ERIC Number: ED338729
Record Type: RIE
Publication Date: 1991-Mar
Reference Count: N/A
A Cognitive Apprenticeship for Disadvantaged Students.
Collins, Allan; And Others
A framework is described for extending the principles of apprenticeship to teaching such subjects as reading, writing, and mathematics. Such a cognitive apprenticeship is aimed at teaching students the processes experts use to handle complex tasks. Conceptual knowledge and factual knowledge are illustrated within the contexts in which they are used. The proposed framework, comprised of content, method, sequencing, and sociology, is consistent with the goals of compensatory education. The cognitive apprenticeship model is useful for all students, but is particularly effective for disadvantaged, or at-risk, students because learning is embedded in a setting that is more like work, with an authentic connection to students' lives. Examples are given of cognitive apprenticeship programs in an urban middle school in Rochester (New York), and an urban secondary school in Harlem (New York). By giving their students long-term projects that engage them deeply and by constructing an environment embodying the principles of the described framework, these schools have begun fostering cognitive apprenticeship. The two schools' progress should be followed and their methods replicated to move education to a more rational system. One figure and a 25-item list of references are included. The paper's discussant is Herb Rosenfeld in a taining piece entitled "Reflections from a Workplace for Cognitive Apprenticeship." (SLD)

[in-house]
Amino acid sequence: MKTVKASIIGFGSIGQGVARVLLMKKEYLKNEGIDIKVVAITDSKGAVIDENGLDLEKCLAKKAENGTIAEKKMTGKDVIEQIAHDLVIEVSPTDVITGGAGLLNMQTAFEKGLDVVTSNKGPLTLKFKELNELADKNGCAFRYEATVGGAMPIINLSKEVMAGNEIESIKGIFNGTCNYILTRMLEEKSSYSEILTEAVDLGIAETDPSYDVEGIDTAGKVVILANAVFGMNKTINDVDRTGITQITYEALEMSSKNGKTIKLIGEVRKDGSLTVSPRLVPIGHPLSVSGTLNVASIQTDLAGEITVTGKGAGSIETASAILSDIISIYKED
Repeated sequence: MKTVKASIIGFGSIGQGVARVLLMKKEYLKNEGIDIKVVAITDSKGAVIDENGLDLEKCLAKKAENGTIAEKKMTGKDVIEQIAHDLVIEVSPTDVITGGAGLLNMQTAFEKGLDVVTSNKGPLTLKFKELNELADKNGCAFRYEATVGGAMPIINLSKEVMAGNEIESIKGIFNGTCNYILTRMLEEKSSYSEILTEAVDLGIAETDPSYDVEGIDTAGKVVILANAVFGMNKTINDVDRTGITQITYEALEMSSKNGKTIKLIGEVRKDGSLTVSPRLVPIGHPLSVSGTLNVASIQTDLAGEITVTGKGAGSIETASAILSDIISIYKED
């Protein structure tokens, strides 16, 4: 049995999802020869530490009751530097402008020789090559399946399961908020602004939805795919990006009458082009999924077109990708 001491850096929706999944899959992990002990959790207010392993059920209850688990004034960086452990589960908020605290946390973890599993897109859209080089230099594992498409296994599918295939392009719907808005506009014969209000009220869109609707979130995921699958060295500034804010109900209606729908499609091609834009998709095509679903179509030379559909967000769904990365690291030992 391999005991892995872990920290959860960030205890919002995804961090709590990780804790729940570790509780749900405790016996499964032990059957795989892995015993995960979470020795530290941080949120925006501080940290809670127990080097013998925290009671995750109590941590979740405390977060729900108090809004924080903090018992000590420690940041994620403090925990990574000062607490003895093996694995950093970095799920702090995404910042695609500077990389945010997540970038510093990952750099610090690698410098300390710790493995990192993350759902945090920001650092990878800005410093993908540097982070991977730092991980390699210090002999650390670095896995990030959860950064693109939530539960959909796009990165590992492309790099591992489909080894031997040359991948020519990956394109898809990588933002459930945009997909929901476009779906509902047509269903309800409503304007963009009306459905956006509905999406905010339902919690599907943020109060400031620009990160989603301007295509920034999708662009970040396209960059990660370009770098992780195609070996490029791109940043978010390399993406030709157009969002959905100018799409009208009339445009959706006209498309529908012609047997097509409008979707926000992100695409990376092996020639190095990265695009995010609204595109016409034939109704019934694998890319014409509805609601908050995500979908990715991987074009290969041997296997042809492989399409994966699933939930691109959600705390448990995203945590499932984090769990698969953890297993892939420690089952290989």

Descriptors: Adolescents, Apprenticeships, Children, Disadvantaged Youth, Educational Environment, Educationally Disadvantaged, Elementary Secondary Education, High Risk Students, Learning Processes, Middle Schools, Models, Relevance (Education), Remedial Instruction, Teaching Methods, Urban Schools
Publication Type: Reports - Research
Education Level: N/A
Sponsor: Office of Educational Research and Improvement (ED), Washington, DC.
Authoring Institution: Center for Technology in Education, New York, NY.
Identifiers: Cognitively Oriented Curriculum Model
Note: In: "Teaching Advanced Skills to Educationally Disadvantaged Students" (see UD 028 249). Also published separately by the Center for Technology in Education, as Technical Report No. 10.